At the 2015 meeting of the American Academy of Child and Adolescent Psychiatry, researcher Melissa P. DelBello reported that compared to placebo, the anticonvulsant topiramate reduced marijuana craving in young people aged 12–21 who were already taking the antipsychotic quetiapine. Functional magnetic resonance imaging (fMRI) revealed that topiramate altered the activation of brain regions common to both drug craving and mood dysregulation. Topiramate could be a good treatment to reduce marijuana abuse. The antioxidant n-acetylcysteine (NAC) is another option.
At the 2014 meeting of the International College of Neuropsychopharmacology, researcher Rieva et al. reported that 60% of bipolar patients with comorbid alcohol abuse have attempted suicide, and 48% of bipolar patients with cocaine abuse have attempted suicide. Thus, both of these comorbidities deserve specific attention and treatment. Unfortunately there are currently no Federal Drug Administration–approved drugs for bipolar patients with these comorbidities. The most promising treatments, based on data in patients with primary addictions, are the nutritional supplement N-acetylcysteine and topiramate, which have both performed better than placebo in studies of alcohol and cocaine abuse disorders.
Until now, there has been little research about treating obsessive compulsive symptoms in people with bipolar disorder.
In a recent four-month double-blind placebo-controlled randomized clinical trial presented by Sharaian et al. at the 2014 meeting of the International Society for Bipolar Disorders, topiramate was more effective than placebo at reducing these symptoms in patients with bipolar disorder when added to their regular treatment. Nine of 17 study participants responded to topiramate (53%), while only two of 16 responded to placebo (12.5%).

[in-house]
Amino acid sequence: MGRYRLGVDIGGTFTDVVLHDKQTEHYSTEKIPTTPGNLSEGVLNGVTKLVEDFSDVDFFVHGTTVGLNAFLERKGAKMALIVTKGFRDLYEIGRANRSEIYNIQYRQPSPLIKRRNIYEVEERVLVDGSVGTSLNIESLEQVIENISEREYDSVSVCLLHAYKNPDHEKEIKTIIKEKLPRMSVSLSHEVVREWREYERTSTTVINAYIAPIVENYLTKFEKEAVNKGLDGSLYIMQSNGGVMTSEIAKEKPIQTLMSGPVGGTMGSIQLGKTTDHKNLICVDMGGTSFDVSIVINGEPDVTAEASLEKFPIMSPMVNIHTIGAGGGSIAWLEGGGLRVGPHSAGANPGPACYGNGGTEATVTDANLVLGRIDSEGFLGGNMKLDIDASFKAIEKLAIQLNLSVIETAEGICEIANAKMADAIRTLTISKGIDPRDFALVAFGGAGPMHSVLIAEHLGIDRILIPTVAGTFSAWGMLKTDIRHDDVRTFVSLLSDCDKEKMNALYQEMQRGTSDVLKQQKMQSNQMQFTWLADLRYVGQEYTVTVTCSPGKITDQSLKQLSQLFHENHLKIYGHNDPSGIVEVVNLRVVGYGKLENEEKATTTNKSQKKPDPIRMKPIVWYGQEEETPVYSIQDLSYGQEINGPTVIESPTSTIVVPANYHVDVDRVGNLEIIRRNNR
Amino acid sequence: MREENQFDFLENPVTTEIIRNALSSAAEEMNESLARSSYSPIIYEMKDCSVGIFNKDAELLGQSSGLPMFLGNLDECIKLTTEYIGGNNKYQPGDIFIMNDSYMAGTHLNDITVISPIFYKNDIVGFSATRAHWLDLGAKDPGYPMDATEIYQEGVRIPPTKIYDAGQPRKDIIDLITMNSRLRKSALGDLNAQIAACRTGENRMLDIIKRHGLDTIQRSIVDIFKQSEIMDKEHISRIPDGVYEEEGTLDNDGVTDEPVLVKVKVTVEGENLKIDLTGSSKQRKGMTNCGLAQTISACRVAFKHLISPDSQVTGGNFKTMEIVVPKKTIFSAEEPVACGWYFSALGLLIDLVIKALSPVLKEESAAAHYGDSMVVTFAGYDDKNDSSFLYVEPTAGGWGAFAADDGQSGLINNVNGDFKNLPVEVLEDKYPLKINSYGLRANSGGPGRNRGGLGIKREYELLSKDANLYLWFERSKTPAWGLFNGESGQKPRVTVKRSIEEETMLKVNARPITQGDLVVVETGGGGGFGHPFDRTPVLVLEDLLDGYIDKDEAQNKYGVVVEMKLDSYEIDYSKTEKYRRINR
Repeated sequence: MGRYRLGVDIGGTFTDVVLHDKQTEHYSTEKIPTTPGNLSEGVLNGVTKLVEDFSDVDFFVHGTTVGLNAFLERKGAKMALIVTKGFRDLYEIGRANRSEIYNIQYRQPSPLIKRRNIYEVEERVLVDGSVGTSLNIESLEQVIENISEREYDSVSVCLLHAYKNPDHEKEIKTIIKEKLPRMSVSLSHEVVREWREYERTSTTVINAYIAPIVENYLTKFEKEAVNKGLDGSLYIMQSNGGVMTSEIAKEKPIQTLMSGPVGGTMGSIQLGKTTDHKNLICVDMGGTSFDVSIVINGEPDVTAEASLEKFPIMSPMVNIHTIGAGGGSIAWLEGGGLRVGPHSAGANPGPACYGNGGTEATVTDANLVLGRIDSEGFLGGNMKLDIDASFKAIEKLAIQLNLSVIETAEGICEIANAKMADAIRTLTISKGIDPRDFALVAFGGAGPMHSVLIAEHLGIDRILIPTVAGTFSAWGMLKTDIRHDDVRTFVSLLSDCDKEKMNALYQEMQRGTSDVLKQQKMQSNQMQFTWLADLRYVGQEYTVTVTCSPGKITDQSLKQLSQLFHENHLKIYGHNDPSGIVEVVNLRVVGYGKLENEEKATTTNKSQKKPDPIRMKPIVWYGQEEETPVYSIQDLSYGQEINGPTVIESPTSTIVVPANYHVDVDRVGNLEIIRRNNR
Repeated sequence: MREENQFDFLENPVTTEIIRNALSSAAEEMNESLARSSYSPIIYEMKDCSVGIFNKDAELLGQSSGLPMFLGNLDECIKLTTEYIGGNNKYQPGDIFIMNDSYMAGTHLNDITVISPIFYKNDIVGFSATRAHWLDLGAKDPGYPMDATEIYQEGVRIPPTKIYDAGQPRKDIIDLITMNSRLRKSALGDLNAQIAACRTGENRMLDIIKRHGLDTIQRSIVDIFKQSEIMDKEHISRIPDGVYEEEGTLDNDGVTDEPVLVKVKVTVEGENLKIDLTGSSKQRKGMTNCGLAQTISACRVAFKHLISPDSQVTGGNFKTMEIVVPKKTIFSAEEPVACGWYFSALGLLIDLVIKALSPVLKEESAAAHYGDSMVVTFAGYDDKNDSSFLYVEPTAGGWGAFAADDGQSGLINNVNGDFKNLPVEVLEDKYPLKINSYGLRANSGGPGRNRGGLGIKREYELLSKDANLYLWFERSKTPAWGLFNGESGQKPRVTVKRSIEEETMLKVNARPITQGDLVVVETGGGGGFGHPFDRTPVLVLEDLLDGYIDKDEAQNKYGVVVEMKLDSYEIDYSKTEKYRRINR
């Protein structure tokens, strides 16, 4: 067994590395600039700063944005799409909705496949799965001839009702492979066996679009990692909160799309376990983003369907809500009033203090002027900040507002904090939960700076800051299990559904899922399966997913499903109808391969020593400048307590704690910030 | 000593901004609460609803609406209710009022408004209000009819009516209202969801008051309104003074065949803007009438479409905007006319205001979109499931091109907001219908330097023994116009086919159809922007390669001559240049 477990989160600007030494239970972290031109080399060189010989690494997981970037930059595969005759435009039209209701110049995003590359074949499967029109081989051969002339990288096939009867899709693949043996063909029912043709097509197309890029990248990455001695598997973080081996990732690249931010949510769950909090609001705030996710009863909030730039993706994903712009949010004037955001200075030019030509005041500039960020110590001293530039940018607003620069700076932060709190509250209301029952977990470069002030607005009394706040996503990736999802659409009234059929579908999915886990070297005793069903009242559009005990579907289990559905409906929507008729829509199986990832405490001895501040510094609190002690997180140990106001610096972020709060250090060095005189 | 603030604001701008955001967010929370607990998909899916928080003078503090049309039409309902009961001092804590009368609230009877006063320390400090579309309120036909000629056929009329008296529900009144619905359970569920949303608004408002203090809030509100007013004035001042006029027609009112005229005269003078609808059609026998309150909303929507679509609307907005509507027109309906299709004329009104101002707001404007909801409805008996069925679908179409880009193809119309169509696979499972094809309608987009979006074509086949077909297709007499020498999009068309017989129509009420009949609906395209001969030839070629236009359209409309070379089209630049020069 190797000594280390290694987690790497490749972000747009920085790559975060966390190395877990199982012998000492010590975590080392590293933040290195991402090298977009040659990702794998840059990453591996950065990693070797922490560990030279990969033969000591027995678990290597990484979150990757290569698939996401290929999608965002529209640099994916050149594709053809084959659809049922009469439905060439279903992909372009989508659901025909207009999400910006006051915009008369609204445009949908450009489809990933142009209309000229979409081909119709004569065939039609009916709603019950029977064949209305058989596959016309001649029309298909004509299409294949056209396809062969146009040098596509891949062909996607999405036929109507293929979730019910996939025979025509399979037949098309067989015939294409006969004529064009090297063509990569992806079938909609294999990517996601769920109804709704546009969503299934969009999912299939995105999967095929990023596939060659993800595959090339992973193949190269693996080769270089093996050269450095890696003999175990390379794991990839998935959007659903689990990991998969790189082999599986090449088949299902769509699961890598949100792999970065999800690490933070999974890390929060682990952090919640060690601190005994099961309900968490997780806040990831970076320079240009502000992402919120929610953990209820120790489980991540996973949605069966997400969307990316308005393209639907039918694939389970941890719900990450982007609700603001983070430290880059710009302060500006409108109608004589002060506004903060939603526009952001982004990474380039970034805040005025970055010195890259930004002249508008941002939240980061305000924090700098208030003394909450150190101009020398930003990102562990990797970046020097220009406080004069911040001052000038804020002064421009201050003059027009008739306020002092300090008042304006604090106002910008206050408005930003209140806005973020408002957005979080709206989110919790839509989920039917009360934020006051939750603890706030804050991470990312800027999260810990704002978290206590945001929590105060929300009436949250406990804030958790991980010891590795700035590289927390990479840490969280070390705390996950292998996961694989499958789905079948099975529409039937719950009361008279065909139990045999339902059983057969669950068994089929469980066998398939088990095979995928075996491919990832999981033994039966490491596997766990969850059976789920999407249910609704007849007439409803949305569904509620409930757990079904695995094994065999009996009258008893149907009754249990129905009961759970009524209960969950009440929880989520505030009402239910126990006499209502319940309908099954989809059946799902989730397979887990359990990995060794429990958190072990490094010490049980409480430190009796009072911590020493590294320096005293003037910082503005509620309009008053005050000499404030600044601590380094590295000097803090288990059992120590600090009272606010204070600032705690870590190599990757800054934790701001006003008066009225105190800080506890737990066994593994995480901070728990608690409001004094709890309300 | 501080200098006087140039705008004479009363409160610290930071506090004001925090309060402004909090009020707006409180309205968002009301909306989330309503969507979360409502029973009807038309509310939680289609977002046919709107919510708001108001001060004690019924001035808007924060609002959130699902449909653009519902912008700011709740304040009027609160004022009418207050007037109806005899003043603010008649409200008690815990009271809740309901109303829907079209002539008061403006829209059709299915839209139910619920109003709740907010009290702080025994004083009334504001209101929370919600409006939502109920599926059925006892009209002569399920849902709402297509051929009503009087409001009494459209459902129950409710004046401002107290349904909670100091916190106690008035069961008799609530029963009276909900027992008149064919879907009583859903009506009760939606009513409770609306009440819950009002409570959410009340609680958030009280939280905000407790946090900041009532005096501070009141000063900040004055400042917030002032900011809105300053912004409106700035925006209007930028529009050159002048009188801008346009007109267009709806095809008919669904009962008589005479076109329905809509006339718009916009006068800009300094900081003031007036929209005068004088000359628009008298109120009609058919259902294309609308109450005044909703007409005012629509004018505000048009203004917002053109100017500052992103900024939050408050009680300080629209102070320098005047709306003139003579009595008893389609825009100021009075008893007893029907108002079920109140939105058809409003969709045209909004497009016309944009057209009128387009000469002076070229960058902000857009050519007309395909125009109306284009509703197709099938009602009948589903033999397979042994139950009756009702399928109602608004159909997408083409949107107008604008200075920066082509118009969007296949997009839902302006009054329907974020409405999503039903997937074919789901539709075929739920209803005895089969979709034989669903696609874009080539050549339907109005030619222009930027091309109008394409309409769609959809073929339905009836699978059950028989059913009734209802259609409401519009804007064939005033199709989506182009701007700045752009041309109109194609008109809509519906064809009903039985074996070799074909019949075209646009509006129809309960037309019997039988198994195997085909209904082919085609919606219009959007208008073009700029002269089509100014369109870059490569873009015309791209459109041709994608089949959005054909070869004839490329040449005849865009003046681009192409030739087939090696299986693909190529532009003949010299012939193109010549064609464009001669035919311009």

Editor’s Note: These findings add to the list of comorbidities that topiramate may help with, even though it does not have any efficacy in the treatment of mania itself. Topiramate has helped with avoidance of cocaine and alcohol, bulimia and weight gain, anger attacks, and now obsessive compulsive disorder (OCD). Topiramate is also FDA-approved for migraine prevention in adolescents and adults.
Many patients with schizophrenia do not reach full remission on antipsychotic drugs alone. The anticonvulsant drug topiramate (Topamax) has shown some promise as an adjunctive treatment for schizophrenia. To clarify the results of studies of topiramate, researcher Christoph Correll and colleagues performed a meta-analysis of nine randomized, placebo-controlled clinical trials of the drug. They found that when topiramate was added to antipsychotic treatment, it improved both positive and negative symptoms of schizophrenia, and it also led to reduced weight.
Editor’s Note: Topiramate might also be useful for patients with schizophrenia who have the common comorbidities of alcohol and cocaine abuse, since in other studies of patients with these primary disorders, topiramate was helpful.